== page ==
One of the challenges Internet-based organizations and businesses struggle with is the secure transmission of confidential information but, at the same time, consumers are being asked to exchange more personal information online. Because of this dilemma, whether you are a business owner or a private individual, you need to know how to tell whether your session on a website is secure.
Secure Sockets Layer (SSL) is at the heart of encrypted Web transmissions. SSL was created by Netscape in 1994 and it is the leading security method used on the Internet. The protocol is designed to accomplish three things:
- Validate the identity of a website
- Create an encrypted connection between the browser and the web server
- Ensure any transmitted data is received without error
In layman's terms, SSL is a digital handshake that makes sure all parties involved are who they say they are.
Information for Website Owners
Even though the most common use of SSL is on ecommerce sites, any site where personal data is being transmitted should also use a secure connection. SSL certificates are sold by various providers, and they can differ in two main areas:
- Encryption level and certification standard - Currently 128-bit encryption is the industry standard, so any service that provides that level has met the minimum requirement. However, higher levels of encryption are available. If the provider doesn't reveal the encryption rate, stay away from them.
- Certification Authority (CA) - Basically, a CA is a company - like VeriSign - that certifies that a site is in fact what it claims to be. The certificate will show the browser information like company name (i.e. LoveToKnow), address, and other information about the site proving it is authentic.
DigiCert.com suggests researching the warranty's dollar amount and exactly what is verified. In general, pay for as much verification as you can afford and get a large enough warranty to cover any potential fraud users could incur (since they will receive the payment from the warranty).
Although only a handful of companies that offer SSL certificates are well-known, many SSL certificate providers exist. However, less expensive options are not always best -- some have been compromised.
A Necessity for E-Commerce
If you own a website and conduct any kind of transactions on the site that includes the use of personal information -- like social security numbers, credit cards or account numbers -- you need a SSL certificate. This will ensure the safety of any transmitted data, protecting it so it is not compromised or hacked.
Besides safeguarding the data, a SSL certificate will also build trust with your customer base. With identity theft being an ongoing problem on the Web, shoppers are becoming more savvy about the need of a secure transmission for their personal and financial information.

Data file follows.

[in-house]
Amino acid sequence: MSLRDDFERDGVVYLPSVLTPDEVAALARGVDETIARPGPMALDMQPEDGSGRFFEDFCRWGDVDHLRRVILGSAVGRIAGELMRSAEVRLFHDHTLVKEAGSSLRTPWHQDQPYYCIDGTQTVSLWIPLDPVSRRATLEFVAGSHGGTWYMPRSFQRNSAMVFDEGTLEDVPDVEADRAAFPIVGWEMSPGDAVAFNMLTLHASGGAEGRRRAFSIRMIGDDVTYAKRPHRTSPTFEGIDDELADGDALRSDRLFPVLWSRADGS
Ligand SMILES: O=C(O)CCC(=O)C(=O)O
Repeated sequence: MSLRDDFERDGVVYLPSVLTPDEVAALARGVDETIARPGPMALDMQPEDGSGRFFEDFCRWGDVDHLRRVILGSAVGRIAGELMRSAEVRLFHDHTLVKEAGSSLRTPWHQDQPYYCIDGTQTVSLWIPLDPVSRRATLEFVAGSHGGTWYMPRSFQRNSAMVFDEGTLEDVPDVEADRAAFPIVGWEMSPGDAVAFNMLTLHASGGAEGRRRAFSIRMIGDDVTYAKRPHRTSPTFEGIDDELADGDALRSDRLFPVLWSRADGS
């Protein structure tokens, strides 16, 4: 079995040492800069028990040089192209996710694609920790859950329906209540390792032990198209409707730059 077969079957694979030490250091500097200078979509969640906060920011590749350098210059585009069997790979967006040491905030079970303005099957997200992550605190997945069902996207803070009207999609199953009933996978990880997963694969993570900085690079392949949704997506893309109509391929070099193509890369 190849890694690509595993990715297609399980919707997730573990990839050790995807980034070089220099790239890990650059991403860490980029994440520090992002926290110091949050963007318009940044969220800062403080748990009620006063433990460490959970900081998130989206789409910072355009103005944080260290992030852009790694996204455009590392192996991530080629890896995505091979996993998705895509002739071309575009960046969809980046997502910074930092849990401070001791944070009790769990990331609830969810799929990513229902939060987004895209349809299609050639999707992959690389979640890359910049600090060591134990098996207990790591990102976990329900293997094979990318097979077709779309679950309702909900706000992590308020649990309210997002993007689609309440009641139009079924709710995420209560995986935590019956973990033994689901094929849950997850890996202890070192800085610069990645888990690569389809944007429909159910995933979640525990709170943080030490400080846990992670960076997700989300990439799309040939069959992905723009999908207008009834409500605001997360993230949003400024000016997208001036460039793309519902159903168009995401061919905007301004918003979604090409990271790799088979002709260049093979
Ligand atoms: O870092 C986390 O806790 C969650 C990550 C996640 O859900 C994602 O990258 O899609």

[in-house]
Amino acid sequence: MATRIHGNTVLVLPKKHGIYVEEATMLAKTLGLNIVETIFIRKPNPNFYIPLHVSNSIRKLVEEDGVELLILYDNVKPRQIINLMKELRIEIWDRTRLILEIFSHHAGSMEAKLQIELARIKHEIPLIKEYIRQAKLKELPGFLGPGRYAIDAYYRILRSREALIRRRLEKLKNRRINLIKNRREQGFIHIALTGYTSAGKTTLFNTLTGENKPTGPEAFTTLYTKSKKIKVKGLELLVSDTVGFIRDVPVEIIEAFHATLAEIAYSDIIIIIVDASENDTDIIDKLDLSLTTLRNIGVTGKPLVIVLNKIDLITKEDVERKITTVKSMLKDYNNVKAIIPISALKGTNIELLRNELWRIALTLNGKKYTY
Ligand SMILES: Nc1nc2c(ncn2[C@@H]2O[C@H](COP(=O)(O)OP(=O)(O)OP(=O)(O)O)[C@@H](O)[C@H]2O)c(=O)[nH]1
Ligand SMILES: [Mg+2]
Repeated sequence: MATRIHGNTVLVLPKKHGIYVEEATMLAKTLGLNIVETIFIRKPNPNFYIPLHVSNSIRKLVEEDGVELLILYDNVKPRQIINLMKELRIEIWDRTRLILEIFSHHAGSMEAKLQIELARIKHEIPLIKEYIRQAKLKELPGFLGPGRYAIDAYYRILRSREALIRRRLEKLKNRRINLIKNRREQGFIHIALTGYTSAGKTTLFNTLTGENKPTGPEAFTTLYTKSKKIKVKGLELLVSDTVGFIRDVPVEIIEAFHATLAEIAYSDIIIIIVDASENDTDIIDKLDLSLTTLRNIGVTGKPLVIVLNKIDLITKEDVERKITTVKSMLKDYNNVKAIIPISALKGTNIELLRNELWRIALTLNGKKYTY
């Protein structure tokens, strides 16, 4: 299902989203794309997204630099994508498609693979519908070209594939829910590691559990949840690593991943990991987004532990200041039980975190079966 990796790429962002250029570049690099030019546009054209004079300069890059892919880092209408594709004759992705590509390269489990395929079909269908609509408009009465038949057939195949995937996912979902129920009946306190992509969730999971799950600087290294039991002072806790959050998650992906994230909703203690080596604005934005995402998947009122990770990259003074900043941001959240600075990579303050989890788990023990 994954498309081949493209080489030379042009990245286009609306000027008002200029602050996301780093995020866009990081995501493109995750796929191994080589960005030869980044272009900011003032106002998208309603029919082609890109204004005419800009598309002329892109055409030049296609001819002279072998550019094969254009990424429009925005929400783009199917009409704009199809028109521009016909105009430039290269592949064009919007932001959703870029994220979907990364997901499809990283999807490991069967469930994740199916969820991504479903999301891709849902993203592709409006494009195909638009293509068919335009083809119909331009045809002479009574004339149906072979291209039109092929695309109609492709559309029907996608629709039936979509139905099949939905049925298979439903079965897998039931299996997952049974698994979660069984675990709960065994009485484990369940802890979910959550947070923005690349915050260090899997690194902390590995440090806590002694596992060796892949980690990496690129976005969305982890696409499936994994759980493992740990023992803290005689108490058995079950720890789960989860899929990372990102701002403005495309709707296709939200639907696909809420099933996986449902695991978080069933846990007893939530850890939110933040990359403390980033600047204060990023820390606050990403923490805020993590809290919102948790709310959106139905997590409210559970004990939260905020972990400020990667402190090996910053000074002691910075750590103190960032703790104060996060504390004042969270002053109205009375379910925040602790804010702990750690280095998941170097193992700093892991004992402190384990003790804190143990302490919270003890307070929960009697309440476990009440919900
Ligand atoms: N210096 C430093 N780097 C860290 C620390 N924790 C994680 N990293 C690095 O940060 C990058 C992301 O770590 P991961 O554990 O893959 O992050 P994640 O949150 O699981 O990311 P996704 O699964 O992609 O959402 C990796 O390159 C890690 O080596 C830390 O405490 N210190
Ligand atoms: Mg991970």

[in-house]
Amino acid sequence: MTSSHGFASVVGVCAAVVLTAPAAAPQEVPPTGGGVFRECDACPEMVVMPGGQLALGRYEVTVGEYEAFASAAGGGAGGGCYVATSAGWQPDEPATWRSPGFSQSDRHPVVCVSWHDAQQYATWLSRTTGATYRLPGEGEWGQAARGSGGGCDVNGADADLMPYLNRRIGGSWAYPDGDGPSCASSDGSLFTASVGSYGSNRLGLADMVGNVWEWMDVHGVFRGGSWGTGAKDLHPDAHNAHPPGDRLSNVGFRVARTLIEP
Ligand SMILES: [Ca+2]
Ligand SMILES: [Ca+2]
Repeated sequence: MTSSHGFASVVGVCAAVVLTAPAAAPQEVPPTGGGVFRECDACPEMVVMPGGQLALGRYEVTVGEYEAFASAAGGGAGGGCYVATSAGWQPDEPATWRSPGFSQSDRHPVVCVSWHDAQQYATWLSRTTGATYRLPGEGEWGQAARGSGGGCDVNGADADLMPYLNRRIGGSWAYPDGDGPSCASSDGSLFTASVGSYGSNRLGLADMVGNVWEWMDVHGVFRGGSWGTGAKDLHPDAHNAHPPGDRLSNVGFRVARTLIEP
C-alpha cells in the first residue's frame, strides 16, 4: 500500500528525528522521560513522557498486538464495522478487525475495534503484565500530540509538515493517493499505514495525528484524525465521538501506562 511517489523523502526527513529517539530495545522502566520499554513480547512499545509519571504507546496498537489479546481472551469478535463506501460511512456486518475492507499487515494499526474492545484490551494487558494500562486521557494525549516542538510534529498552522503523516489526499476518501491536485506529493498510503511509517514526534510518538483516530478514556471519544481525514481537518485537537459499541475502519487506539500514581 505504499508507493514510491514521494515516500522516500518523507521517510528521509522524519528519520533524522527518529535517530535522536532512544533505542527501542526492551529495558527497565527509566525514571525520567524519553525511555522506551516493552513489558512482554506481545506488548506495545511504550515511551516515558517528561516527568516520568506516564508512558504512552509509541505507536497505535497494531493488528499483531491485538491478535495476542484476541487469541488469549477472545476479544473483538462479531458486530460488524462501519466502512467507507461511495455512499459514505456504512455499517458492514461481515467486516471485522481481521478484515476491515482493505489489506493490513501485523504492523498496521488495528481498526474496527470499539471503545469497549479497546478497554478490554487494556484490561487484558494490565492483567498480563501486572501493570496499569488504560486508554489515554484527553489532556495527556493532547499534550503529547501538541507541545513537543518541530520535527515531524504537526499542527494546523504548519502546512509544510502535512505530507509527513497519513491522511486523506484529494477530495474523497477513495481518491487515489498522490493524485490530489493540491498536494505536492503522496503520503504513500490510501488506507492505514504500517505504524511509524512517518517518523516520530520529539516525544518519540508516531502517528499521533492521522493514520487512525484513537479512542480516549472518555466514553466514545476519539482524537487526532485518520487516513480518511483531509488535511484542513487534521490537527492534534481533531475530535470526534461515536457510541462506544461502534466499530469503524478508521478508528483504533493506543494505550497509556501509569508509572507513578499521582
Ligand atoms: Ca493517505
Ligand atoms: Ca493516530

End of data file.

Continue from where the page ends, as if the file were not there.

Information for Consumers
Since you may not be able to tell is if site has a SSL Certificate -- although many have a small graphic displaying the fact -- whenever you shop online double check and make sure the site is secure before you click buy.
Look at the URL
The most common way to determine if a site is engaging in a secure session and has a SSL Certificate is to look at the beginning of the URL. When you are in the 'make a payment'-type process, does the URL start with https or http? If https is being used then the session is being managed by a security protocol and the transmission to and from the Web server is encrypted. Some sites will also display a green address bar and/or a lock icon in the browser in addition to https.
Emails with Offers
With the overwhelming amount of email people get, spam sometimes makes it into an email box -- and some of the email looks convincingly real. You can take a couple of steps to avoid being scammed. First, hover over the link you are being directed to and look closely at the URL or hover over the sender's name (upper left corner). Scammers obviously try to make the links seem as genuine as possible, but a quick clue to look for is whether the suffix at the end of address matches the real site. Also never presume that because a URL in the email starts with https that they are a legitimate site.
Additional Security Tips
In a perfect world you would conduct all your personal business from a computer you own and know is secure, but times do occur when a public computer must be used for private information. If you are in this situation, always remember to log out and close the browser when you are finished. If you are using Wi-Fi at a public facility, presume it is unsecured, and do not transmit any personal data unless you are using a virtual private network (VPN) connection to access the Web.